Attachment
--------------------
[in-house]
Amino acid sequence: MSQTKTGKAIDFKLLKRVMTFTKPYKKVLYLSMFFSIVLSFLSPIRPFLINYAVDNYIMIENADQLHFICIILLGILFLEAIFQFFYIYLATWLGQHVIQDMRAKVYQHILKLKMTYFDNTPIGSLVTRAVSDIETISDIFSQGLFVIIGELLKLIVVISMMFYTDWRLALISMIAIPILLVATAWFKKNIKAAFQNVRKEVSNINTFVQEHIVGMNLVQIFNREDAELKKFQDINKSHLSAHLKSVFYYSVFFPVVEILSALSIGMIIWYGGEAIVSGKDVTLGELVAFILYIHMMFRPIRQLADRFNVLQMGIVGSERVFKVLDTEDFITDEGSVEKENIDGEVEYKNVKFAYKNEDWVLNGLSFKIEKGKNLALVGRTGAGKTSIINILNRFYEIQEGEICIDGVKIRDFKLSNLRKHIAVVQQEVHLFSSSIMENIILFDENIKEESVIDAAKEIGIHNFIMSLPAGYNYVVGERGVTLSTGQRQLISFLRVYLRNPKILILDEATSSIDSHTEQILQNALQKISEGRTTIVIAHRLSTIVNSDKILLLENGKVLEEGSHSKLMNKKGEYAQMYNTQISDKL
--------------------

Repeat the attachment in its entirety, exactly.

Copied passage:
[in-house]
Amino acid sequence: MSQTKTGKAIDFKLLKRVMTFTKPYKKVLYLSMFFSIVLSFLSPIRPFLINYAVDNYIMIENADQLHFICIILLGILFLEAIFQFFYIYLATWLGQHVIQDMRAKVYQHILKLKMTYFDNTPIGSLVTRAVSDIETISDIFSQGLFVIIGELLKLIVVISMMFYTDWRLALISMIAIPILLVATAWFKKNIKAAFQNVRKEVSNINTFVQEHIVGMNLVQIFNREDAELKKFQDINKSHLSAHLKSVFYYSVFFPVVEILSALSIGMIIWYGGEAIVSGKDVTLGELVAFILYIHMMFRPIRQLADRFNVLQMGIVGSERVFKVLDTEDFITDEGSVEKENIDGEVEYKNVKFAYKNEDWVLNGLSFKIEKGKNLALVGRTGAGKTSIINILNRFYEIQEGEICIDGVKIRDFKLSNLRKHIAVVQQEVHLFSSSIMENIILFDENIKEESVIDAAKEIGIHNFIMSLPAGYNYVVGERGVTLSTGQRQLISFLRVYLRNPKILILDEATSSIDSHTEQILQNALQKISEGRTTIVIAHRLSTIVNSDKILLLENGKVLEEGSHSKLMNKKGEYAQMYNTQISDKL